I also felt that cremation is a proper and dignified tribute to Kylee’s life. It gives us the opportunity to do the last gesture of love and appreciation to a companion that we considerered nothing less than a family member and who deserves nothing but the best. Lauren chose a ceramic urn that allowed an inscription of a dedication. Since Kylee loved the piano, the urn will be placed on top of it.

I rushed home hoping I could still give Kylee one last pat before “Pet Valley” arrived. Just my luck as I drove inside the garage, the van arrived. I caught Lauren and Marco at the living room with Kylee lying on a blue blanket. We made the final arrangements including the type of urn to be used. With a heavy heart, Lauren slowly wrapped Kylee with the blanket and carried him over to the man.

It was time to let go. Good bye Kylee. Thanks for the 14 years of companionship. I patted his head. Then my husband and I hugged Lauren.

Lauren wrote about So Long Space Cat Kylee


(Photo taken a few months ago by Lauren)

Sleep well and dream your kitty dreams, Kylee. Know that I will never love another cat as much as I love you.

– Lauren

Noemi Lardizabal-Dado (1255 Posts)

You may contact Noemi (noemidado @ gmail.com) for speaking and consultancy services in the following areas: Parenting in the Digital Age (includes pro-active parenting on cyber-bullying and bullying) ; Social Business ; Reinventing One’s Life; and social media engagement. Our parenting workshop is called "Prep to Prime (P2P): Parenting in the Digital Age (An Un­Workshop)" P2P Un­Workshops are conducted by two golden women in their prime, Noemi and Jane, who have a century’s worth of experience between them. They are both accomplished professionals who chose to become homemakers. This 180­degree turn also put them on a different life course which includes blogging, social media engagement and citizen advocacy. They call their un­workshops Prep to Prime or P2P, for short, to emphasize the breadth of their parenting experience. They tackle different aspects and issues of parenting ­­ from managing pregnancies, prepping for the school years of children, dealing with househelp, managing the household budget, to maximizing one’s prime life and staying healthy through the senior years.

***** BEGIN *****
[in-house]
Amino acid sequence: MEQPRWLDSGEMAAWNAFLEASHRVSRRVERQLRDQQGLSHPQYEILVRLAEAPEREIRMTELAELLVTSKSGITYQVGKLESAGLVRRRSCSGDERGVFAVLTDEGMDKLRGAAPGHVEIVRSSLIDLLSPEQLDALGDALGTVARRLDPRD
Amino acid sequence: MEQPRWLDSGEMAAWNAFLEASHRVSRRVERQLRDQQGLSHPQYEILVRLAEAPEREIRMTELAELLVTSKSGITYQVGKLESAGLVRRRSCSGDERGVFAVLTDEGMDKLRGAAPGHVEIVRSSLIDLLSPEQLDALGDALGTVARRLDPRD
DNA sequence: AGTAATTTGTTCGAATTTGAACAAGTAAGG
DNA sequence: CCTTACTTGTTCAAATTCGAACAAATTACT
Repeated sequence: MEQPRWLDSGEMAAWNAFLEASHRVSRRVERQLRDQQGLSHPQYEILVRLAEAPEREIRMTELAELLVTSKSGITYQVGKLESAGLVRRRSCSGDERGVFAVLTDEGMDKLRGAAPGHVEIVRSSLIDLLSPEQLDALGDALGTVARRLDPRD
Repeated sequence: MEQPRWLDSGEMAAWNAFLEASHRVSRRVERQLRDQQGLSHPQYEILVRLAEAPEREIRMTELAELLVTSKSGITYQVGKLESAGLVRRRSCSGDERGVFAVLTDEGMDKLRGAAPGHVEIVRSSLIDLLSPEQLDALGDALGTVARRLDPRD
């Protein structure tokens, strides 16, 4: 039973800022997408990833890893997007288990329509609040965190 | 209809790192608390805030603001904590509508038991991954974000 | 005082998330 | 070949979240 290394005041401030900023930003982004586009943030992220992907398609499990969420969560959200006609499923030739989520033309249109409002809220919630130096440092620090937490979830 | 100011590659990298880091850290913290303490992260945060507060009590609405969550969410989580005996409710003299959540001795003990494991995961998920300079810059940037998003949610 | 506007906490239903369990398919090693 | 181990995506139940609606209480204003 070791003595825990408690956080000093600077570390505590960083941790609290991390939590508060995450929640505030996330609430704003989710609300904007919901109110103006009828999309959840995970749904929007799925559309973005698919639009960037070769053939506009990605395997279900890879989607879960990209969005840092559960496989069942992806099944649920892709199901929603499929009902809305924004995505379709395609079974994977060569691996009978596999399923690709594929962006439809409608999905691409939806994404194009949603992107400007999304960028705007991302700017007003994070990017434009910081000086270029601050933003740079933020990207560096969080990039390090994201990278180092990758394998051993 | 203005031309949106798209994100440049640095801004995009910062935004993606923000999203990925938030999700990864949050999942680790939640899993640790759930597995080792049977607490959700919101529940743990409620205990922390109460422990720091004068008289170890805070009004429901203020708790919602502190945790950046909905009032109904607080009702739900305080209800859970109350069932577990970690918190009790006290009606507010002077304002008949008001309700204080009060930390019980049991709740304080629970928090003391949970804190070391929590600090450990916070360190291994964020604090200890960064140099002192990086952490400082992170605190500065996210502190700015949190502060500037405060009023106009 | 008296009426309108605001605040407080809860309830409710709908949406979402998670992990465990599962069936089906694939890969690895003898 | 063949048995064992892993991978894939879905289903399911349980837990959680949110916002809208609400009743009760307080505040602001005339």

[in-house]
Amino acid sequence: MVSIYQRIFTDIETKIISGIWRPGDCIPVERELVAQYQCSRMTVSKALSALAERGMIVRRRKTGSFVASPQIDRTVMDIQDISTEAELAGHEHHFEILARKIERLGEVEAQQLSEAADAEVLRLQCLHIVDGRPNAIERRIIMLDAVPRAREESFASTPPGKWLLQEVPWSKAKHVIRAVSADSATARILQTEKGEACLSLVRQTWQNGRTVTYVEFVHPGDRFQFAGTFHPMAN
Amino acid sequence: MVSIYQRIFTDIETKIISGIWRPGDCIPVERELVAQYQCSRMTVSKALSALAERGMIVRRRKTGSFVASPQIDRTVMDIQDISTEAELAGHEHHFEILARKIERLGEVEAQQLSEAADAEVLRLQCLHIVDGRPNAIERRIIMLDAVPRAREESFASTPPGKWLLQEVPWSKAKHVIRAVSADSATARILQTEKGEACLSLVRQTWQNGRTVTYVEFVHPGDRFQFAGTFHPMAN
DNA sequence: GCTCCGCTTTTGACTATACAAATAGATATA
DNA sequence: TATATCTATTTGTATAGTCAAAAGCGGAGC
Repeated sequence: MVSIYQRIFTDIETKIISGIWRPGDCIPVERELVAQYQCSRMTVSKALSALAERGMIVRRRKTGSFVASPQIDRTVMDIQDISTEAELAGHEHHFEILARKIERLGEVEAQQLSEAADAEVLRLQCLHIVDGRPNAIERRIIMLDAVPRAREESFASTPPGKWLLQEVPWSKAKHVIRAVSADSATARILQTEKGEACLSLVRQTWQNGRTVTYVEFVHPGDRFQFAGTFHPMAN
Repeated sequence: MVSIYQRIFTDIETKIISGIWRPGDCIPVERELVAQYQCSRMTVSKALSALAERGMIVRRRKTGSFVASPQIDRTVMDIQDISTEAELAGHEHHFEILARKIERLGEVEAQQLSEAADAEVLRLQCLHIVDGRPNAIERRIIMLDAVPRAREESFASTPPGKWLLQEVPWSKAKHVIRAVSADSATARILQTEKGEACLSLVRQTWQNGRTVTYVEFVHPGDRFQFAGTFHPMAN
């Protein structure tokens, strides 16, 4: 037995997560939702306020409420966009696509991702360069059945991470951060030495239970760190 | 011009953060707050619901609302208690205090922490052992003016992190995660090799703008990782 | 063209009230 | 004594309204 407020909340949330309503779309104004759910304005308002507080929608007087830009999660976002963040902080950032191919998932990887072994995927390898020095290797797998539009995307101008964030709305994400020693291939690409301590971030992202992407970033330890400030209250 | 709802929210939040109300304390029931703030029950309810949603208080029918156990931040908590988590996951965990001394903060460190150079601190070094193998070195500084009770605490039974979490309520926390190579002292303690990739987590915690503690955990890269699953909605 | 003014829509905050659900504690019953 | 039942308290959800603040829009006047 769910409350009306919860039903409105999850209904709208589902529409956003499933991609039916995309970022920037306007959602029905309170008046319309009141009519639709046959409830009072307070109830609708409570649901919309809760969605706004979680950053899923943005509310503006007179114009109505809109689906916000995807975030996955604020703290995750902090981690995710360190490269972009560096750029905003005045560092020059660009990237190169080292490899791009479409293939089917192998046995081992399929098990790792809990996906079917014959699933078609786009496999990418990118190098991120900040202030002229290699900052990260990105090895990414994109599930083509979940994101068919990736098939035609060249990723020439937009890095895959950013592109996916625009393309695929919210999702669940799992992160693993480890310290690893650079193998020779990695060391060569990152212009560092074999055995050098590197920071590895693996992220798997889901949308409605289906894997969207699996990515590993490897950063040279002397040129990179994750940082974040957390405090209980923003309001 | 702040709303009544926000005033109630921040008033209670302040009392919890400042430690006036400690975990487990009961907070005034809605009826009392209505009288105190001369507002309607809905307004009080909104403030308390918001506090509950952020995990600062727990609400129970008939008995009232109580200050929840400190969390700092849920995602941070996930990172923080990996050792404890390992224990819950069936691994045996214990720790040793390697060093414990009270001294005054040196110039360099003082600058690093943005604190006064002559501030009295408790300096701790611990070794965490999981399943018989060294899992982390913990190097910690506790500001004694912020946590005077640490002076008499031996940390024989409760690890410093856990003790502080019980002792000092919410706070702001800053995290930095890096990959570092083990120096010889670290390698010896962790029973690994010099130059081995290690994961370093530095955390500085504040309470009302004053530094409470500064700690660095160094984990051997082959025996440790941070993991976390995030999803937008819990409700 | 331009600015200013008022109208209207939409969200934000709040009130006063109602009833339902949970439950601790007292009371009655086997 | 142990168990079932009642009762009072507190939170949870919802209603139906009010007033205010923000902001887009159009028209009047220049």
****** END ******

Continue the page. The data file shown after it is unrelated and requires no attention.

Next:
About Noemi Lardizabal-Dado

You may contact Noemi (noemidado @ gmail.com) for speaking and consultancy services in the following areas: Parenting in the Digital Age (includes pro-active parenting on cyber-bullying and bullying) ; Social Business ; Reinventing One’s Life; and social media engagement. Our parenting workshop is called "Prep to Prime (P2P): Parenting in the Digital Age (An Un­Workshop)" P2P Un­Workshops are conducted by two golden women in their prime, Noemi and Jane, who have a century’s worth of experience between them. They are both accomplished professionals who chose to become homemakers. This 180­degree turn also put them on a different life course which includes blogging, social media engagement and citizen advocacy. They call their un­workshops Prep to Prime or P2P, for short, to emphasize the breadth of their parenting experience. They tackle different aspects and issues of parenting ­­ from managing pregnancies, prepping for the school years of children, dealing with househelp, managing the household budget, to maximizing one’s prime life and staying healthy through the senior years.